Again I need to stress these are not examples of overt racism or sexism. The last one is from a comment that was mostly overt sexism and I had to kind of go through it to find something that was subtle. Likewise if you are attentive you will see overt sexism and racism everywhere and every day. But right now, I want to talk about the subtle stuff and why it’s insidious.

If you go through these “subtle” comments and compare them to the racism pyramid I’ve included above you’ll note that most of these comment rise to about the level of “veiled racism.” That’s REALLY bad. Note that the people who say things like this don’t consider themselves racist or sexist. The guy who made the last comment …. well … he called me “Ms.” with the likely knowledge that it’s “Dr.” thankyouveddymuch, but he also tried to preface some incredibly sexist statements and an entire comment which could have been excerpted from the book Men Explain Things to Me, with the statement “I’m on your side.” And I do actually believe that he thinks he is.

When we make these racist or sexist statements the intent may be good. But, again, refer to that pyramid above under “Minimization.” And actually, also refer to my essay on populism found here. No form of political ideology nor even level of real or imagined ally-ship shields or inoculates you from bias and prejudiced behavior. This is not Machiavellian. The ends do not justify the means.

Intent doesn’t matter if the impact is harmful.

Let’s go back to all those “subtle,” comments above. They’re all harmful. Every last one of them. Some are paternalistic, some are discriminatory, some are victim blaming, and they all downplay white supremacy. (And yeah, sexism is racism’s beau. Prof. Brittney Cooper explains it brilliantly in this clip.) But I chose specifically these out of a massive cornucopia of hate, because although they are all either racist or sexist statements, the people who spoke or wrote them did not intend for them to be racist or sexist statements. These people who said these things do not consider themselves racist or sexist. But that does not negate the harmful impact of what they said.

So how do we deal with this? Well, frankly the biggest harm which comes from all of these statements is they require women or people of color to go through the emotional work of carefully and tactfully explaining to the fragile wannabe “ally” who made the statement why that statement is bigoted. I’ve done this probably hundreds of times myself and I’ve got black friends who are so fed up with it they’ll just walk off social media for a week when this happens. I can’t blame them. It’s exhausting and time consuming and frankly, this is really easy stuff. The BEST way for you as a man or you as a white person to help out with this sort of thing is to educate yourself enough that you know how to not make one of those subtly biased statements at all.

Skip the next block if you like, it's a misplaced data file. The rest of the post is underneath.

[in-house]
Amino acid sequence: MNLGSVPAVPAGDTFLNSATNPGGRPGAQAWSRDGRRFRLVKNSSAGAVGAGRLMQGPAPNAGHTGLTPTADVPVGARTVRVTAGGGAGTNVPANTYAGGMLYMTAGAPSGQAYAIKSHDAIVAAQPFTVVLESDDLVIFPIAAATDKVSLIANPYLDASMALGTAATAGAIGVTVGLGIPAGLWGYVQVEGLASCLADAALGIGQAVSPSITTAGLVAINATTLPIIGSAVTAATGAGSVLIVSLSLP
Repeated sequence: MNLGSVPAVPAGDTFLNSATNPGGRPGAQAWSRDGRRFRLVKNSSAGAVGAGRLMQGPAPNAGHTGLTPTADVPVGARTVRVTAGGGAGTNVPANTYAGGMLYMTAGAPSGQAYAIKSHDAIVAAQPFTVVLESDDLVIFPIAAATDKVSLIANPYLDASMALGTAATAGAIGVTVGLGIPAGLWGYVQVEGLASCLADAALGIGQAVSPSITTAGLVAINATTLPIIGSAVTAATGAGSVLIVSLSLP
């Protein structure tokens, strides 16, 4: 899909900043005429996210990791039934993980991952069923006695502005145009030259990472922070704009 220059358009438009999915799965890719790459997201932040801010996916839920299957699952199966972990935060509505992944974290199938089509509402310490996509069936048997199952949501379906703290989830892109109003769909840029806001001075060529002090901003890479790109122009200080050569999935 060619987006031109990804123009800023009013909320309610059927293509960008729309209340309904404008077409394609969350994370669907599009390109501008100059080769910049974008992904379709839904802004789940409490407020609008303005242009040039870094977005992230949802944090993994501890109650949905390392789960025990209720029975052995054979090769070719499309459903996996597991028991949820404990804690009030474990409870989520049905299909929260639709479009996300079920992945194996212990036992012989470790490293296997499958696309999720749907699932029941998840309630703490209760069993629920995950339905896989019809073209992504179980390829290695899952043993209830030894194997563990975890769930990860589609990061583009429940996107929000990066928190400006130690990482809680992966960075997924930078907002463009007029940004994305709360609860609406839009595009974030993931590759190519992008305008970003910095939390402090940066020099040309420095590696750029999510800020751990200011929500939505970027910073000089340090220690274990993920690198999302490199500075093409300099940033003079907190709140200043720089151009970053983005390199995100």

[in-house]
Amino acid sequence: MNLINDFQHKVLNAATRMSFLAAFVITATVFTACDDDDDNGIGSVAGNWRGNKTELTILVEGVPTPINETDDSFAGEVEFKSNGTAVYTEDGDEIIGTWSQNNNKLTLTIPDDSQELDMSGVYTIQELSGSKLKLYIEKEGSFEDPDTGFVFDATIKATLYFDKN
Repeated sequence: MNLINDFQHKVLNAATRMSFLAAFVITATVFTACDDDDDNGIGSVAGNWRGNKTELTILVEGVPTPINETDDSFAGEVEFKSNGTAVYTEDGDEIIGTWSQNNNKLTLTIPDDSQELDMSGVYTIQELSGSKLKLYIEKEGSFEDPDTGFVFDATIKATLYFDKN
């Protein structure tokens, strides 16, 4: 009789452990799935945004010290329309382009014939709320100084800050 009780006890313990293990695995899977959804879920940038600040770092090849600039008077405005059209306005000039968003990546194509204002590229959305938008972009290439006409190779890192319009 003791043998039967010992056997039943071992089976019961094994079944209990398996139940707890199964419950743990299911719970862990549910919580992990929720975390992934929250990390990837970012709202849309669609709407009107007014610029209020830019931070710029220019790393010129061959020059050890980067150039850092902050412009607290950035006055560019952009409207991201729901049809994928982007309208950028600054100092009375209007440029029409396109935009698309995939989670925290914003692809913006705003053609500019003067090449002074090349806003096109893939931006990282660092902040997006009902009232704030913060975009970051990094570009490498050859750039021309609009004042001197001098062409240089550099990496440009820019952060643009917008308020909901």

But “to err is human.” You’re going to make mistakes. We learn from mistakes. We grow and improve. If someone calls you out on racism even if you suspect they’re just using it to shut you down the best response you can have is to listen. Do not freak out. Do not be condescending. Honestly evaluate what you said, and what they’re saying to you. In the unlikely event that they were just trying to shut you down, genuinely taking the criticism and trying to improve yourself will cause that attack to backfire. And in the much more likely event that you did say or do something to reinforce patriarchy and/or white supremacy you now have the opportunity to learn. In fact, one of the statements I quoted above is from a very dear friend of mine. She can be quite the fighter, but she’s not stupid, so after a very long conversation on the subject and some time to contemplate she’s changed her position.

People of color do not owe you forgiveness or acknowledgement.